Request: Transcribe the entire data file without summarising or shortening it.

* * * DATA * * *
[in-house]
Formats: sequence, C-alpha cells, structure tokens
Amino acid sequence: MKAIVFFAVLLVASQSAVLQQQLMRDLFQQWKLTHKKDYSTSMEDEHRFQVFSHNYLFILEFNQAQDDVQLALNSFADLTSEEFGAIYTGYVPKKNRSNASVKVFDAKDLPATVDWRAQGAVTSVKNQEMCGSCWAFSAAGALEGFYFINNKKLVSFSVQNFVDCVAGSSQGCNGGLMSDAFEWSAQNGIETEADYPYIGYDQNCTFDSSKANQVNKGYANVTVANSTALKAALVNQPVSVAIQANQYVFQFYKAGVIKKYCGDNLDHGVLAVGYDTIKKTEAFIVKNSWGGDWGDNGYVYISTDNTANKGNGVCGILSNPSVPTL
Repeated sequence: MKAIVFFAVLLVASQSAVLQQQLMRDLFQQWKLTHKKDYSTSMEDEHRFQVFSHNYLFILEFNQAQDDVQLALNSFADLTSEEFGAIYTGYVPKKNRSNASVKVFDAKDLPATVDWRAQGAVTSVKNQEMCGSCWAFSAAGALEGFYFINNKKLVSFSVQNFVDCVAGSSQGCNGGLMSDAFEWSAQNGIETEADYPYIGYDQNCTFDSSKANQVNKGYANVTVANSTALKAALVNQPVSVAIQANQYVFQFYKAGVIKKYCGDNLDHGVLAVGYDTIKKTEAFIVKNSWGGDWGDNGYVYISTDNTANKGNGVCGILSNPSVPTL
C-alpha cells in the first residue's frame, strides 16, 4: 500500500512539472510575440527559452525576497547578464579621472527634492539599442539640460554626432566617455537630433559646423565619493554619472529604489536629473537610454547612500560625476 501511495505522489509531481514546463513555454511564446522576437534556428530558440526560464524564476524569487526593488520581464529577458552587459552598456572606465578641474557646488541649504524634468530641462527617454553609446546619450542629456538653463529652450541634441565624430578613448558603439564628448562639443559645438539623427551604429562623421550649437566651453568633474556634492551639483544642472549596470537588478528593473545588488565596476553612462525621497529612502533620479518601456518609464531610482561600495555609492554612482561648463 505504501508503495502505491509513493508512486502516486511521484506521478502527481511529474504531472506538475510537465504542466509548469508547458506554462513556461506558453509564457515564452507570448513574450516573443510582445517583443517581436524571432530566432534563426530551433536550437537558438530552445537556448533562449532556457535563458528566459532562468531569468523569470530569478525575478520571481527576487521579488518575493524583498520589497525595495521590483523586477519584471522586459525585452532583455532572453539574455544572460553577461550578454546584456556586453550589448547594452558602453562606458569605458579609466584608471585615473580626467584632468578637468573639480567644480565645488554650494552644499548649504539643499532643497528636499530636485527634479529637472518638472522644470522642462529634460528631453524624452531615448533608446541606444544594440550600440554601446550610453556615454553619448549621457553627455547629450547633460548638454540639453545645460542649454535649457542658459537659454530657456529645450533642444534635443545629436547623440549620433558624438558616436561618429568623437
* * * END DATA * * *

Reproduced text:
[in-house]
Formats: sequence, C-alpha cells, structure tokens
Amino acid sequence: MKAIVFFAVLLVASQSAVLQQQLMRDLFQQWKLTHKKDYSTSMEDEHRFQVFSHNYLFILEFNQAQDDVQLALNSFADLTSEEFGAIYTGYVPKKNRSNASVKVFDAKDLPATVDWRAQGAVTSVKNQEMCGSCWAFSAAGALEGFYFINNKKLVSFSVQNFVDCVAGSSQGCNGGLMSDAFEWSAQNGIETEADYPYIGYDQNCTFDSSKANQVNKGYANVTVANSTALKAALVNQPVSVAIQANQYVFQFYKAGVIKKYCGDNLDHGVLAVGYDTIKKTEAFIVKNSWGGDWGDNGYVYISTDNTANKGNGVCGILSNPSVPTL
Repeated sequence: MKAIVFFAVLLVASQSAVLQQQLMRDLFQQWKLTHKKDYSTSMEDEHRFQVFSHNYLFILEFNQAQDDVQLALNSFADLTSEEFGAIYTGYVPKKNRSNASVKVFDAKDLPATVDWRAQGAVTSVKNQEMCGSCWAFSAAGALEGFYFINNKKLVSFSVQNFVDCVAGSSQGCNGGLMSDAFEWSAQNGIETEADYPYIGYDQNCTFDSSKANQVNKGYANVTVANSTALKAALVNQPVSVAIQANQYVFQFYKAGVIKKYCGDNLDHGVLAVGYDTIKKTEAFIVKNSWGGDWGDNGYVYISTDNTANKGNGVCGILSNPSVPTL
C-alpha cells in the first residue's frame, strides 16, 4: 500500500512539472510575440527559452525576497547578464579621472527634492539599442539640460554626432566617455537630433559646423565619493554619472529604489536629473537610454547612500560625476 501511495505522489509531481514546463513555454511564446522576437534556428530558440526560464524564476524569487526593488520581464529577458552587459552598456572606465578641474557646488541649504524634468530641462527617454553609446546619450542629456538653463529652450541634441565624430578613448558603439564628448562639443559645438539623427551604429562623421550649437566651453568633474556634492551639483544642472549596470537588478528593473545588488565596476553612462525621497529612502533620479518601456518609464531610482561600495555609492554612482561648463 505504501508503495502505491509513493508512486502516486511521484506521478502527481511529474504531472506538475510537465504542466509548469508547458506554462513556461506558453509564457515564452507570448513574450516573443510582445517583443517581436524571432530566432534563426530551433536550437537558438530552445537556448533562449532556457535563458528566459532562468531569468523569470530569478525575478520571481527576487521579488518575493524583498520589497525595495521590483523586477519584471522586459525585452532583455532572453539574455544572460553577461550578454546584456556586453550589448547594452558602453562606458569605458579609466584608471585615473580626467584632468578637468573639480567644480565645488554650494552644499548649504539643499532643497528636499530636485527634479529637472518638472522644470522642462529634460528631453524624452531615448533608446541606444544594440550600440554601446550610453556615454553619448549621457553627455547629450547633460548638454540639453545645460542649454535649457542658459537659454530657456529645450533642444534635443545629436547623440549620433558624438558616436561618429568623437